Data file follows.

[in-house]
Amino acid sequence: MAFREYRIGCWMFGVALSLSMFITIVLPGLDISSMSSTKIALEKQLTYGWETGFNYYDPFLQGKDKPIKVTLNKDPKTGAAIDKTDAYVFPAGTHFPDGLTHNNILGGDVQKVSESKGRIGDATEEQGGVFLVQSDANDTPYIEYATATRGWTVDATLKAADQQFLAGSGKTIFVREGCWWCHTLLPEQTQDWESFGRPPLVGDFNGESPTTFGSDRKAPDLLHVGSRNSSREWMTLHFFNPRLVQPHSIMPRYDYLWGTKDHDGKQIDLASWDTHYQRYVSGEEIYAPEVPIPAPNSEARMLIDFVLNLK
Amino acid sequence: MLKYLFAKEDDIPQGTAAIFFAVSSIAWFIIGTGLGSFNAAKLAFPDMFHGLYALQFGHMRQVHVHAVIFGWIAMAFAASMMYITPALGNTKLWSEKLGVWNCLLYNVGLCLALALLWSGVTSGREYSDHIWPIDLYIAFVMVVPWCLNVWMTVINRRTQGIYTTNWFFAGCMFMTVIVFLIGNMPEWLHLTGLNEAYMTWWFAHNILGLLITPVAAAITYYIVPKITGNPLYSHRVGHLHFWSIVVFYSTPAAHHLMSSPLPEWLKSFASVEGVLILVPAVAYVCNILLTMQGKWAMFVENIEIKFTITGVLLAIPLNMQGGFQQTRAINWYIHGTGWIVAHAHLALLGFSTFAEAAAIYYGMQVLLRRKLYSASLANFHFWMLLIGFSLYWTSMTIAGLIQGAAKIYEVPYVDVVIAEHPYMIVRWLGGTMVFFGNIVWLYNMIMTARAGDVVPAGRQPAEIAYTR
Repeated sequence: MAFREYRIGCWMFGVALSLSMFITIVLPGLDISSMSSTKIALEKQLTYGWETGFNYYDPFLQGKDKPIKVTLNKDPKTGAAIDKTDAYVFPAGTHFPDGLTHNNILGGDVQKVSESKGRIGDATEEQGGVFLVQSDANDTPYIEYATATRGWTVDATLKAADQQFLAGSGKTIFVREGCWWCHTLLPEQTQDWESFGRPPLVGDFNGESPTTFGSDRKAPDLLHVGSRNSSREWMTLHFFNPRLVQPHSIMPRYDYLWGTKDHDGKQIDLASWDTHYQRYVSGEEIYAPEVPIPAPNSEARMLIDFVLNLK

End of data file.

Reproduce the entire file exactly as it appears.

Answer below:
[in-house]
Amino acid sequence: MAFREYRIGCWMFGVALSLSMFITIVLPGLDISSMSSTKIALEKQLTYGWETGFNYYDPFLQGKDKPIKVTLNKDPKTGAAIDKTDAYVFPAGTHFPDGLTHNNILGGDVQKVSESKGRIGDATEEQGGVFLVQSDANDTPYIEYATATRGWTVDATLKAADQQFLAGSGKTIFVREGCWWCHTLLPEQTQDWESFGRPPLVGDFNGESPTTFGSDRKAPDLLHVGSRNSSREWMTLHFFNPRLVQPHSIMPRYDYLWGTKDHDGKQIDLASWDTHYQRYVSGEEIYAPEVPIPAPNSEARMLIDFVLNLK
Amino acid sequence: MLKYLFAKEDDIPQGTAAIFFAVSSIAWFIIGTGLGSFNAAKLAFPDMFHGLYALQFGHMRQVHVHAVIFGWIAMAFAASMMYITPALGNTKLWSEKLGVWNCLLYNVGLCLALALLWSGVTSGREYSDHIWPIDLYIAFVMVVPWCLNVWMTVINRRTQGIYTTNWFFAGCMFMTVIVFLIGNMPEWLHLTGLNEAYMTWWFAHNILGLLITPVAAAITYYIVPKITGNPLYSHRVGHLHFWSIVVFYSTPAAHHLMSSPLPEWLKSFASVEGVLILVPAVAYVCNILLTMQGKWAMFVENIEIKFTITGVLLAIPLNMQGGFQQTRAINWYIHGTGWIVAHAHLALLGFSTFAEAAAIYYGMQVLLRRKLYSASLANFHFWMLLIGFSLYWTSMTIAGLIQGAAKIYEVPYVDVVIAEHPYMIVRWLGGTMVFFGNIVWLYNMIMTARAGDVVPAGRQPAEIAYTR
Repeated sequence: MAFREYRIGCWMFGVALSLSMFITIVLPGLDISSMSSTKIALEKQLTYGWETGFNYYDPFLQGKDKPIKVTLNKDPKTGAAIDKTDAYVFPAGTHFPDGLTHNNILGGDVQKVSESKGRIGDATEEQGGVFLVQSDANDTPYIEYATATRGWTVDATLKAADQQFLAGSGKTIFVREGCWWCHTLLPEQTQDWESFGRPPLVGDFNGESPTTFGSDRKAPDLLHVGSRNSSREWMTLHFFNPRLVQPHSIMPRYDYLWGTKDHDGKQIDLASWDTHYQRYVSGEEIYAPEVPIPAPNSEARMLIDFVLNLK